A question from Nicole via Facebook:
Do you have suggestions for kids toys? How long do you keep a toy? How many toys should they have? What about if you have multiple age levels of kids, how do you handle toys that are too little for the older kids, but too old for the younger kids?
I’d love some tips!
Kid’s toys…. I knew I’d have to tackle this question sooner or later. I’ll be the first to admit my kids have too many toys. We only buy toys on their birthdays or Christmas, but they seem to multiply overnight and take over my home on a daily basis.
Last year I decided to clean out the toy room because I had let it go for several weeks. You know those days where it is easier to close the door than deal with the mess? I had a about thirty of those days in a row.
It was awful! I even found a container of ice cream in an old backpack in the playroom. UGH!
And yes, it was even grosser than it looks in that photo. Blech!
It took us two days to get the toy room cleaned up. I realized that I wouldn’t win the war on toys unless I was willing to fight the battle every day. Here are some of the things we do now to keep our toys in check.
How long to do you keep a toy?
Depends. We don’t have any babies in our house so I gave away most of our baby toys. I keep one bin of baby friendly toys to pull out when we have visitors. I tend keep toys until my kids outgrow them (and there isn’t another kid waiting to inherit it) or until they break.
However, I get rid of toys that appear in our house randomly (after trying to find the owner) and toys that do not get played with for extended periods of time. Unless the toy is really awesome, then I struggle.
For example, years ago I splurged and purchased my kids two very nice marble runs. My older kids played with them all the time. After a while they outgrew them and my younger children were not interested in marble runs, at all.
I’ve debated getting rid of the sets for a few years (every time we moved). I kept them because I thought the toys were valuable. Finally a few weeks ago my younger kids pulled them out and have been playing with them all the time.
Toy Tip: Rotate toys in bins every six months. Store half the toys and if they aren’t requested on a regular basis, it might be time to get rid of them.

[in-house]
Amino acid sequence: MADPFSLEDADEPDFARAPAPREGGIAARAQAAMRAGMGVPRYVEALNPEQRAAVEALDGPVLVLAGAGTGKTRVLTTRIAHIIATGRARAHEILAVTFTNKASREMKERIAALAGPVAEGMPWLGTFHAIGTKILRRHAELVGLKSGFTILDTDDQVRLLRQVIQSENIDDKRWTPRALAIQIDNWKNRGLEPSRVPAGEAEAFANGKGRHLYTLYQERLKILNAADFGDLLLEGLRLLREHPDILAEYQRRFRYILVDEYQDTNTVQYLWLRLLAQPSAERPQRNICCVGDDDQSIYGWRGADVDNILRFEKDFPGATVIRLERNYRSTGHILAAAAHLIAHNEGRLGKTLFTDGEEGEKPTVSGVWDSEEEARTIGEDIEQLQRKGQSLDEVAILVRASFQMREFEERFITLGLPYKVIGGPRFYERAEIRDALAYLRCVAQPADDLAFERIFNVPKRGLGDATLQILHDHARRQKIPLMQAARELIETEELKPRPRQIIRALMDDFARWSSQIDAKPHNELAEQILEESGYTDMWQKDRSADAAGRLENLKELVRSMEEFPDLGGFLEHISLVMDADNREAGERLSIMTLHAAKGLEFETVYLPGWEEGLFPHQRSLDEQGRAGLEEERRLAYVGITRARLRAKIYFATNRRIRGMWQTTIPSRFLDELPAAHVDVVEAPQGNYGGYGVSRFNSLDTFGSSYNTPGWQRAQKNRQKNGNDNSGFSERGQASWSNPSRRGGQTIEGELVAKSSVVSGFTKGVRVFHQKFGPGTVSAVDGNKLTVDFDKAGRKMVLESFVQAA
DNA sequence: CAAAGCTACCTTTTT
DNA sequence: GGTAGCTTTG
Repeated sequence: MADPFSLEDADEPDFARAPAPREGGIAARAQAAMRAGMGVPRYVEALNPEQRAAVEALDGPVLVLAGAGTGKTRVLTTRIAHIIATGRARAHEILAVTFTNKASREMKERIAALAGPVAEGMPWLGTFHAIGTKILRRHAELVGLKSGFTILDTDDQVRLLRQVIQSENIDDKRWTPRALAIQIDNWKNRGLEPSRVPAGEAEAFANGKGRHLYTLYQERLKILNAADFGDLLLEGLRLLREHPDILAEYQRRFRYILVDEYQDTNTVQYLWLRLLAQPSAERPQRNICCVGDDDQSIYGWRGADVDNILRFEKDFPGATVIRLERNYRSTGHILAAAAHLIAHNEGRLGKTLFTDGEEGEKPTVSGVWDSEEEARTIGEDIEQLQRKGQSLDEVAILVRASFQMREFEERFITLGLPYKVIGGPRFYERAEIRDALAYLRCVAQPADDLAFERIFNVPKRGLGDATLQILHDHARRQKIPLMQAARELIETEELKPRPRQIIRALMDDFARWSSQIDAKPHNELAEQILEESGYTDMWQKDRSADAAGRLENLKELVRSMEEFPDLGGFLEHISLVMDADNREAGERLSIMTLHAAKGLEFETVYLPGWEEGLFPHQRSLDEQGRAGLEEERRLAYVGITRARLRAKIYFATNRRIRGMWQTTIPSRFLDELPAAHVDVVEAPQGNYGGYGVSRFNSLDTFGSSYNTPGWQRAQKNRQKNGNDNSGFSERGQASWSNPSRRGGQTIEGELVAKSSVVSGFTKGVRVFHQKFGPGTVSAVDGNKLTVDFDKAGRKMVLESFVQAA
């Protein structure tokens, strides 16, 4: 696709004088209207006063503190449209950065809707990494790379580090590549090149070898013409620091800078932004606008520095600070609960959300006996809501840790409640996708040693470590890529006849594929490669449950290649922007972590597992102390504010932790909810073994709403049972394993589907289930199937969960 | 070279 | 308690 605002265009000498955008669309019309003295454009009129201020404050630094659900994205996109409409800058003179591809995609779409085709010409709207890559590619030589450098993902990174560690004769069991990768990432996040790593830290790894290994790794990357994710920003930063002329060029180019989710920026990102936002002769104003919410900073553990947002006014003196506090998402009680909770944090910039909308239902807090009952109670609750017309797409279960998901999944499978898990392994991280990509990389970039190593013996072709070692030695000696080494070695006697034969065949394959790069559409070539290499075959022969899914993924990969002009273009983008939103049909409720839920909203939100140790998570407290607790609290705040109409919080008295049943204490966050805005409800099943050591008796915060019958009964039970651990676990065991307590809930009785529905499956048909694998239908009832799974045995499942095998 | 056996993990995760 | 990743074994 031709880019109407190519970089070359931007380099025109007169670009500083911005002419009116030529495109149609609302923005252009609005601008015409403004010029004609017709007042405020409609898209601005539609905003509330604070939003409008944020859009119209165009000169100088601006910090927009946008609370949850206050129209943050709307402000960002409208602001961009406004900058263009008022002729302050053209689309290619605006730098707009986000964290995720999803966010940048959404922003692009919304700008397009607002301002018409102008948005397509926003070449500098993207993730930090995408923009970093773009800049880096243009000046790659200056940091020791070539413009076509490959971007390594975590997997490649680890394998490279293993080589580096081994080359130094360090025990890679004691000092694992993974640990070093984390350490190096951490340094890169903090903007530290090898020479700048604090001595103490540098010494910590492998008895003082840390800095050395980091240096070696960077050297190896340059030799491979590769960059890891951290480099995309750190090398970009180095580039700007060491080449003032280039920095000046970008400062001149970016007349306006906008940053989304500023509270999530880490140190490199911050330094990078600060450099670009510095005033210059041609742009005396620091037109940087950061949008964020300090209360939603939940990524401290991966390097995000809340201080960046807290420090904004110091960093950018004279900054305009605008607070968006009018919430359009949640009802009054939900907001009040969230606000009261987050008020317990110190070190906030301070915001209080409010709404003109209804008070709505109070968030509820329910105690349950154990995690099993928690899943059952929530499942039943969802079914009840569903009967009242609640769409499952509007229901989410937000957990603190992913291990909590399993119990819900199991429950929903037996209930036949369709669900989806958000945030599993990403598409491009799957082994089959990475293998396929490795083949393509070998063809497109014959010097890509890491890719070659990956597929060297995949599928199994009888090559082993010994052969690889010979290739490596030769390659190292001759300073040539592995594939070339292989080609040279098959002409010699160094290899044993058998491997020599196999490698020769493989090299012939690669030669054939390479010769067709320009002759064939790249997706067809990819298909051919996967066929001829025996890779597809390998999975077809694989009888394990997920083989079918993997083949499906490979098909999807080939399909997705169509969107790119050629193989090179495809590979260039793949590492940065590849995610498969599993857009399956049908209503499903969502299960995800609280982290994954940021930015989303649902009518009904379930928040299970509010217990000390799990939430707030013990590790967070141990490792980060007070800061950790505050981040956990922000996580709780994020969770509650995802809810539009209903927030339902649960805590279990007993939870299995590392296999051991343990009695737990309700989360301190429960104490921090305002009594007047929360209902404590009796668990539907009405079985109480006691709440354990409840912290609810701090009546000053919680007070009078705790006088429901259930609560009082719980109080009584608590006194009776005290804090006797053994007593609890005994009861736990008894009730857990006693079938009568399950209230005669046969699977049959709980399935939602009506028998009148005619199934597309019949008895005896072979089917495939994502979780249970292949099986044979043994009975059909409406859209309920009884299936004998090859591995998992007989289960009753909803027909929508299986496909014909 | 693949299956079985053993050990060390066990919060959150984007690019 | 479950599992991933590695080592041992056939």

How many toys should they have?
I’ve never known any child in America to have too few toys. I’m sure there are a few, but if you have a computer and internet to read this post your child probably has too many toys.
Toy Tip: I believe the more toys a child has, the less likely they are to play with any of them. I’d rather invest in a few good quality toys that get played with all the time, rather than purchase inexpensive toys that are just junk.
How do you handle toys that are too little for the older kids, but too old for the younger kids?
I keep one to three big rubbermaid storage bins in my basement or garage with good quality toys. When my younger kids are old enough to enjoy those toys I see what toys we already have and then make a decision as to whether we will keep or pass along those toys in storage.
I’m pretty picky about what I store, so most of the time we use those toys eventually.
Toy Tip: Toys are in ample supply at yard sales and consignment shops so don’t feel like you need to save everything. You can probably replace most toys for cheap, so if space is at a premium in your house pass along the toys and replace them in a few years.
What do you do with big kid toys when you have a baby or a toddler?
In my house baby and toddler toys stay in the main living areas. This is because I don’t trust my toddlers to play alone in the house. (Think sharpie, drinking windex, wandering outside, dismantling the fridge, etc) Since I’m usually in the main living areas my toddlers usually play on the floor with toys from their bin.
Once we got to the point when we had older kids and babies, all the big kids toys (Legos and Playmobil) went into their bedroom in totes. They could play with them in their room or bring them out into the main area when the baby was napping.
Toy Tip: Create safe spaces for your older kids to build and create and keep toddler friendly toys easily accessible for the little ones.
One easy way to keep toys organized is to store them in clear bins. Mom and kids can view the toys and it is easy to pull out the right bin quickly.
For more ideas to help you simplify and organize one day at a time, visit the Organized in 365 Archives.
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